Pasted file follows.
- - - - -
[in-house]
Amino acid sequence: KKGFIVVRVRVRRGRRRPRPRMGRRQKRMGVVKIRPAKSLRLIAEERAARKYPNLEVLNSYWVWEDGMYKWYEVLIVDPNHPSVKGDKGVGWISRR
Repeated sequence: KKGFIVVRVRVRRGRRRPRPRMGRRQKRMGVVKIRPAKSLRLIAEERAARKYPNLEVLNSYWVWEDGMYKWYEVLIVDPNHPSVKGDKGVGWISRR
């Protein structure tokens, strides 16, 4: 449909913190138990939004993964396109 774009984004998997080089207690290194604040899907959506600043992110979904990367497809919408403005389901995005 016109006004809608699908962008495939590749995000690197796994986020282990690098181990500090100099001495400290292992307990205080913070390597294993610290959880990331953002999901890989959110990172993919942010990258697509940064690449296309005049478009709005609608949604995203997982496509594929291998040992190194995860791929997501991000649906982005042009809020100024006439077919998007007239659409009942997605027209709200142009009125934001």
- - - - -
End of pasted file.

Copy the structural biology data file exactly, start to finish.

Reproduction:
[in-house]
Amino acid sequence: KKGFIVVRVRVRRGRRRPRPRMGRRQKRMGVVKIRPAKSLRLIAEERAARKYPNLEVLNSYWVWEDGMYKWYEVLIVDPNHPSVKGDKGVGWISRR
Repeated sequence: KKGFIVVRVRVRRGRRRPRPRMGRRQKRMGVVKIRPAKSLRLIAEERAARKYPNLEVLNSYWVWEDGMYKWYEVLIVDPNHPSVKGDKGVGWISRR
């Protein structure tokens, strides 16, 4: 449909913190138990939004993964396109 774009984004998997080089207690290194604040899907959506600043992110979904990367497809919408403005389901995005 016109006004809608699908962008495939590749995000690197796994986020282990690098181990500090100099001495400290292992307990205080913070390597294993610290959880990331953002999901890989959110990172993919942010990258697509940064690449296309005049478009709005609608949604995203997982496509594929291998040992190194995860791929997501991000649906982005042009809020100024006439077919998007007239659409009942997605027209709200142009009125934001």